Bic still facing complaints after pulling pen ad
August 17, 2012 | Russ Martin
Agency facing client ire after trying to pull ‘condemned’ ad
Bic Canada moved quickly to pull a television spot on Tuesday after a slew of consumer complaints, but is still hearing from consumers who say they’ve since see it run on TV.
Within hours of its first airing, Bic received e-mails claiming the ad was insensitive to Asians. Linda Kwong, a spokesperson for the brand, said consumers found the ad racist. She shared one e-mail with Marketing that she said summarizes the complaints.
“I found this commercial to be absolutely distasteful,” the e-mail reads. “Given the propensity of death penalties in some Asian countries the idea that Bic would use this theme as a joke is outrageous. I encourage you to immediately cancel the airing of this commercial.”
In the ad, an Asian actor plays a dictator sentencing prisoners. When his pen runs dry, he stops writing “pardoned” and uses a “condemned” stamp instead.
Instead of quietly pulling the ads, Bic issued a public apology through a newly created Twitter account and published a press release on Canadian news wires. Kwong said Bic wanted to communicate to consumers that it recognized its mistake, noting the company assumed there were many offended consumers who did not contact it.
Bic is hoping to make up for lost goodwill through direct e-mails to viewers and an open dialogue in the press. It issued a statement in French even though the ad did not run in French Canada. “Even if if consumers hadn’t seen [the ad], we wanted them to hear the apology,” Kwong said. “We realized we’d made a serious mistake. We were very concerned. We knew we had to take action immediately and apologize.”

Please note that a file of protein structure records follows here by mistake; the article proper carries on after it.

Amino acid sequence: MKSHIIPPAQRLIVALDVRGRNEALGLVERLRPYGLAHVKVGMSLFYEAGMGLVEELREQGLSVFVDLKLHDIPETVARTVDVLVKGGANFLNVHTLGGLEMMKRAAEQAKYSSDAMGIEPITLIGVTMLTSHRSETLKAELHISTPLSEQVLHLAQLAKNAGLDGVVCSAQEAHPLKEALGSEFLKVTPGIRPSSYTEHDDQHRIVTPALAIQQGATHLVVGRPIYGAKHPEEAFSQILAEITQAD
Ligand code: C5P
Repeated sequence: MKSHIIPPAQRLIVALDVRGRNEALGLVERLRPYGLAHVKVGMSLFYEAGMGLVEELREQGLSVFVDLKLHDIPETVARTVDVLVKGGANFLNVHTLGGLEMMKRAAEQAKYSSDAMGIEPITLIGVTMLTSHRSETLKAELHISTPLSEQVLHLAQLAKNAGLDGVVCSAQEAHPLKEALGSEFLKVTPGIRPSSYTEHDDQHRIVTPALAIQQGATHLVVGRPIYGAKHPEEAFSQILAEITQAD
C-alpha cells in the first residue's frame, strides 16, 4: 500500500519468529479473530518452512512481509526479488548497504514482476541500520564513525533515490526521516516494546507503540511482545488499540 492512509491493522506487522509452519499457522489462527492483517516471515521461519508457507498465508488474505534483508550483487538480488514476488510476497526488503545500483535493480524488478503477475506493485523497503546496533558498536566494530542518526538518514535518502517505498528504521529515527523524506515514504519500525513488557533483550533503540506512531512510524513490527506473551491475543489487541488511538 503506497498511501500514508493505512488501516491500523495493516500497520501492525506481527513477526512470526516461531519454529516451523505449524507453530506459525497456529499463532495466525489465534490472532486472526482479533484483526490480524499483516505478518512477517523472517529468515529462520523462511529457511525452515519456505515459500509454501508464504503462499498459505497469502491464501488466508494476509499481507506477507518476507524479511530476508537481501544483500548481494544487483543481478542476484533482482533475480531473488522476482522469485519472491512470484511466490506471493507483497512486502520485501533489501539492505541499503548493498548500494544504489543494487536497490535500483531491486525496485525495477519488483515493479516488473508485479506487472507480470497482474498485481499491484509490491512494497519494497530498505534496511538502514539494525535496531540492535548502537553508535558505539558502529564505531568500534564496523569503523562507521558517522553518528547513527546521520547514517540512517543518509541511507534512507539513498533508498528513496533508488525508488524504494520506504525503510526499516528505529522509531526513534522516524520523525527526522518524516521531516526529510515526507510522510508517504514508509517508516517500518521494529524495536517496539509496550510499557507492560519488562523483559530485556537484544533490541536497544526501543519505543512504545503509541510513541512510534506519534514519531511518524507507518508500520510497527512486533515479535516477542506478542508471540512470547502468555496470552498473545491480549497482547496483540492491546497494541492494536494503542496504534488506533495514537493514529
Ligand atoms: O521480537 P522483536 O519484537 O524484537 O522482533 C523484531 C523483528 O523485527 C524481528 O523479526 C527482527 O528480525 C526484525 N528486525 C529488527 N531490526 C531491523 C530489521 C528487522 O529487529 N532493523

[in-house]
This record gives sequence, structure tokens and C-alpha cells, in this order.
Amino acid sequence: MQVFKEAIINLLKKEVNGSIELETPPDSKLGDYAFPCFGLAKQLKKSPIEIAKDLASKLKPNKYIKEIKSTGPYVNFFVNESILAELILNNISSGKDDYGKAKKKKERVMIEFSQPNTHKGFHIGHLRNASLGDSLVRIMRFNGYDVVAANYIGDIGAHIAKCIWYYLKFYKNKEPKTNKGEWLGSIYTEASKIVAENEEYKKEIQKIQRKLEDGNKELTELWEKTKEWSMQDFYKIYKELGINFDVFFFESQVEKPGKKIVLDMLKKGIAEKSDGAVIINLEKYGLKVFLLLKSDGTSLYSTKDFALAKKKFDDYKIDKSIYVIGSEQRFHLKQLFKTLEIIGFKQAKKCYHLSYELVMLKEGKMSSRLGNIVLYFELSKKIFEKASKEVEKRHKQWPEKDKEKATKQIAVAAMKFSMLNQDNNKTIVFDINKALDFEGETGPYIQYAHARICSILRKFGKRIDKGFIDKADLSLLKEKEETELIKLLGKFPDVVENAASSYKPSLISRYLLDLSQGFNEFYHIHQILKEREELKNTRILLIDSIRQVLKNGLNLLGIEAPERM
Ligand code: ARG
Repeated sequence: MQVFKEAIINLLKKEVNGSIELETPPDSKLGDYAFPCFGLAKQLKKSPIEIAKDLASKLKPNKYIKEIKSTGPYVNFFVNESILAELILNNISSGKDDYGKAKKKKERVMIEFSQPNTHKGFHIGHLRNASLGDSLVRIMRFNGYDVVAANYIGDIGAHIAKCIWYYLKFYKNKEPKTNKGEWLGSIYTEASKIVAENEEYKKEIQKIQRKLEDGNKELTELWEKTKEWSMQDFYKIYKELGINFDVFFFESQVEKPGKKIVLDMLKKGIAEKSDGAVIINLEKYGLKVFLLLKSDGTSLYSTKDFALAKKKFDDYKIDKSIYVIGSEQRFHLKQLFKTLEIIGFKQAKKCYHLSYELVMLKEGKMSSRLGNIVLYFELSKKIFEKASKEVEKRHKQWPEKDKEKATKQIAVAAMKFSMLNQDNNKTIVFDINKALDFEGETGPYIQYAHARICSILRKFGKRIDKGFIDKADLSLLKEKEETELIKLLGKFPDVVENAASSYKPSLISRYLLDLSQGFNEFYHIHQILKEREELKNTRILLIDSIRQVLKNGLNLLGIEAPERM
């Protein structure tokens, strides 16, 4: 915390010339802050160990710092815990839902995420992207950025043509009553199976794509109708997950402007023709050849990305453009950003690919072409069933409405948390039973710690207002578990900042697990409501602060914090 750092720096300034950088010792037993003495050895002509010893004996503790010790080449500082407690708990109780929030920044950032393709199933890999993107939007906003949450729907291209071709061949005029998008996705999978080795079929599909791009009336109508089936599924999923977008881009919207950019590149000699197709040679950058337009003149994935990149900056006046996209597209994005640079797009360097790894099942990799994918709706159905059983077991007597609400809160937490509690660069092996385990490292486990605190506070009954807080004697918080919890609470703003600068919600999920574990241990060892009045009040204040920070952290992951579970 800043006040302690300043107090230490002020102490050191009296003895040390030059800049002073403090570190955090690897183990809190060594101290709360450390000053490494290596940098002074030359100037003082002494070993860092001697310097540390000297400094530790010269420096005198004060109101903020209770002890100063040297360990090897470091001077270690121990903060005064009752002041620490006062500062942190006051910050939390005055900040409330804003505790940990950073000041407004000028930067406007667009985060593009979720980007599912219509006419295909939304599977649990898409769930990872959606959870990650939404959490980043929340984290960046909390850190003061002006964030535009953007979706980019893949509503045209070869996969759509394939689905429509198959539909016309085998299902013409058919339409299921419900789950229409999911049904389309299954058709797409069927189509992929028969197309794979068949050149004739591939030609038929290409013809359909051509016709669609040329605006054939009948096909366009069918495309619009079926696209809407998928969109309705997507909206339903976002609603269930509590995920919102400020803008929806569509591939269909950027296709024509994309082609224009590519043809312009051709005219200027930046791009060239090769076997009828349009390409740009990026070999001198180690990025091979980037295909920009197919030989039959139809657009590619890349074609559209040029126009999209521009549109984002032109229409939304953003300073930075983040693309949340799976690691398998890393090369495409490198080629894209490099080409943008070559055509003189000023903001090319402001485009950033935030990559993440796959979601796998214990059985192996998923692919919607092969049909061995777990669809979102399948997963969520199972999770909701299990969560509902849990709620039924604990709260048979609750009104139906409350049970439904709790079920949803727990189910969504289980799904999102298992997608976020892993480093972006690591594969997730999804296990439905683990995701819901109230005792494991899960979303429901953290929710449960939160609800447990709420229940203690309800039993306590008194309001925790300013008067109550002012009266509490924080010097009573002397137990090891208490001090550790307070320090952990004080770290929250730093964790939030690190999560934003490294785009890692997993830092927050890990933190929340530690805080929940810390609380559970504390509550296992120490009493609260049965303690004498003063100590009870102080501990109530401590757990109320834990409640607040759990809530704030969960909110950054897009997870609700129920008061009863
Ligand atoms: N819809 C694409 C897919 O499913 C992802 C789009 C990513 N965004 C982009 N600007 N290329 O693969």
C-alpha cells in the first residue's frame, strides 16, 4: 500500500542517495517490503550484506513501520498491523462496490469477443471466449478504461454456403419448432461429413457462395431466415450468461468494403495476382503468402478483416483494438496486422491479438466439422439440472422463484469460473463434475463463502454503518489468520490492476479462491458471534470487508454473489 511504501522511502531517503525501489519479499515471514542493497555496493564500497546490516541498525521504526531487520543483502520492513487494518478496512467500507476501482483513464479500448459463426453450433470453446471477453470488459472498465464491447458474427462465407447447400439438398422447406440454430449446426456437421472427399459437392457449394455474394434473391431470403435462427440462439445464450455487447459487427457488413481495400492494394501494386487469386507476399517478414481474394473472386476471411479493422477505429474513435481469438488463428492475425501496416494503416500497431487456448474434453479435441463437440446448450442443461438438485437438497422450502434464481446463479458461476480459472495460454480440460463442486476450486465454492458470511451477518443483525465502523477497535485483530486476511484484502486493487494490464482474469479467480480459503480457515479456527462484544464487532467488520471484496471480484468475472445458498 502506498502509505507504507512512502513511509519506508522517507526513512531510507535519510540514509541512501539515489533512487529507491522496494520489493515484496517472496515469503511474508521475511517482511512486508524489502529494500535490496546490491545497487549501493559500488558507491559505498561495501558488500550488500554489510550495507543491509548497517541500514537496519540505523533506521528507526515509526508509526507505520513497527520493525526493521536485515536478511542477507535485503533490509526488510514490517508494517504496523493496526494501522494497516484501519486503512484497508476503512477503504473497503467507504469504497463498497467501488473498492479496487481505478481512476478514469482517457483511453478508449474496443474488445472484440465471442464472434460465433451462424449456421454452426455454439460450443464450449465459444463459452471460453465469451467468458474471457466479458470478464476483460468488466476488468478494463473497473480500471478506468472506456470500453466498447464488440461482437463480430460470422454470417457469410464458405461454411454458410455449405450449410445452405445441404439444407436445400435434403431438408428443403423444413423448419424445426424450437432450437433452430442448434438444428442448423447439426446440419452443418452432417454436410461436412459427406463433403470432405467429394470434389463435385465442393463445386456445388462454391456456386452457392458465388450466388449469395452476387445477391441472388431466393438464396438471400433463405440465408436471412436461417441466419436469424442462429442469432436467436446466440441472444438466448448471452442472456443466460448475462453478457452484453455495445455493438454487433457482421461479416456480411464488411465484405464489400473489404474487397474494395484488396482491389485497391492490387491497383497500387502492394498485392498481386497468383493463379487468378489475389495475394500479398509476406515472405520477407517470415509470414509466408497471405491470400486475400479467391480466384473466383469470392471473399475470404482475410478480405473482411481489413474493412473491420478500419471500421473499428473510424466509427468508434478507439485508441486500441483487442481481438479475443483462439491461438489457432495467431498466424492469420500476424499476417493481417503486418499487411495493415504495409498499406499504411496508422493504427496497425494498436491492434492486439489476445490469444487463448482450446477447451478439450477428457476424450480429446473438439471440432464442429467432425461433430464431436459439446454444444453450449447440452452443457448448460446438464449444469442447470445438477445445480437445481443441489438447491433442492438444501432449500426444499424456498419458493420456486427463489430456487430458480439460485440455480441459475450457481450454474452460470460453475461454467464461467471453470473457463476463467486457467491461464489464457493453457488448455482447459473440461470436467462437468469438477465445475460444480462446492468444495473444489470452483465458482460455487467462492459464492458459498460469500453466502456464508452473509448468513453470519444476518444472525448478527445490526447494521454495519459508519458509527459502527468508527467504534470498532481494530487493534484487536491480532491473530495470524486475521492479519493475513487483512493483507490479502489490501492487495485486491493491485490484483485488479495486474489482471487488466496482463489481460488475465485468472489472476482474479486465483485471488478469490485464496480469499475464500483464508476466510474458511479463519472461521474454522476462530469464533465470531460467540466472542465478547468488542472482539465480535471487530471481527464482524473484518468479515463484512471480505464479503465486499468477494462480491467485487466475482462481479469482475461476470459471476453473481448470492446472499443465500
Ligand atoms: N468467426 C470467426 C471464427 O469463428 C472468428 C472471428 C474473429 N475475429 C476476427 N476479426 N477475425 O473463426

Bic made the decision to pull the ad at around 1:30 p.m. on Tuesday. Kwong said that, by Thursday, it was assured by its agency, Crispin Porter + Bogusky Toronto (which handled the media as well as the creative), that the ad had been pulled from all markets.
However, Kwong said Bic received two additional complaints on Friday from consumers who said they’d seen the ad Thursday night.
She holds the agency accountable. “We are very angry with the agency. We understand it’s a process, but we were reassured [the ad] was getting pulled quickly,” she said.
“It is completely unacceptable for the agency to be so ineffective at withdrawing the ad,” she said, adding, “We’re waiting for them to explain themselves and tell us the ad is done.”
CP+B Toronto president Subtej Nijjar told Marketing that the agency’s “full attention went to pulling the spot as soon as we were asked to do so. Given the lag in station logs, a handful of spots did air after taking that action, however.”